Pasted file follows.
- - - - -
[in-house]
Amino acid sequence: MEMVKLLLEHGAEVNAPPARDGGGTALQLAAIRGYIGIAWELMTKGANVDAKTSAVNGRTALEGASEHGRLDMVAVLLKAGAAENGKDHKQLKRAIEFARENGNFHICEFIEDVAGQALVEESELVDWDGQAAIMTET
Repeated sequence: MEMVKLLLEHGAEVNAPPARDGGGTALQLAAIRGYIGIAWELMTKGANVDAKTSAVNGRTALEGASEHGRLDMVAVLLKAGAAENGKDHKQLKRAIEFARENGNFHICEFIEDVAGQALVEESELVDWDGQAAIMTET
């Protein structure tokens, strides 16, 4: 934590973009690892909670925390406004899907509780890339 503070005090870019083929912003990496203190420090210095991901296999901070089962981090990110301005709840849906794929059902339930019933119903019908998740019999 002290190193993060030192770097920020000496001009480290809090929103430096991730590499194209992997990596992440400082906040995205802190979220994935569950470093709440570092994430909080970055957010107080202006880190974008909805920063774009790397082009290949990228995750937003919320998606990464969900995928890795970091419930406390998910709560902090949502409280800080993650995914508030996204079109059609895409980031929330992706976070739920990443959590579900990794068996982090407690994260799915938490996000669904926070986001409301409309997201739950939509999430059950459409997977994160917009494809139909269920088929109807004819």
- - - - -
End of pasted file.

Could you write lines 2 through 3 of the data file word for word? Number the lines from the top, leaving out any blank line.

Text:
Amino acid sequence: MEMVKLLLEHGAEVNAPPARDGGGTALQLAAIRGYIGIAWELMTKGANVDAKTSAVNGRTALEGASEHGRLDMVAVLLKAGAAENGKDHKQLKRAIEFARENGNFHICEFIEDVAGQALVEESELVDWDGQAAIMTET
Repeated sequence: MEMVKLLLEHGAEVNAPPARDGGGTALQLAAIRGYIGIAWELMTKGANVDAKTSAVNGRTALEGASEHGRLDMVAVLLKAGAAENGKDHKQLKRAIEFARENGNFHICEFIEDVAGQALVEESELVDWDGQAAIMTET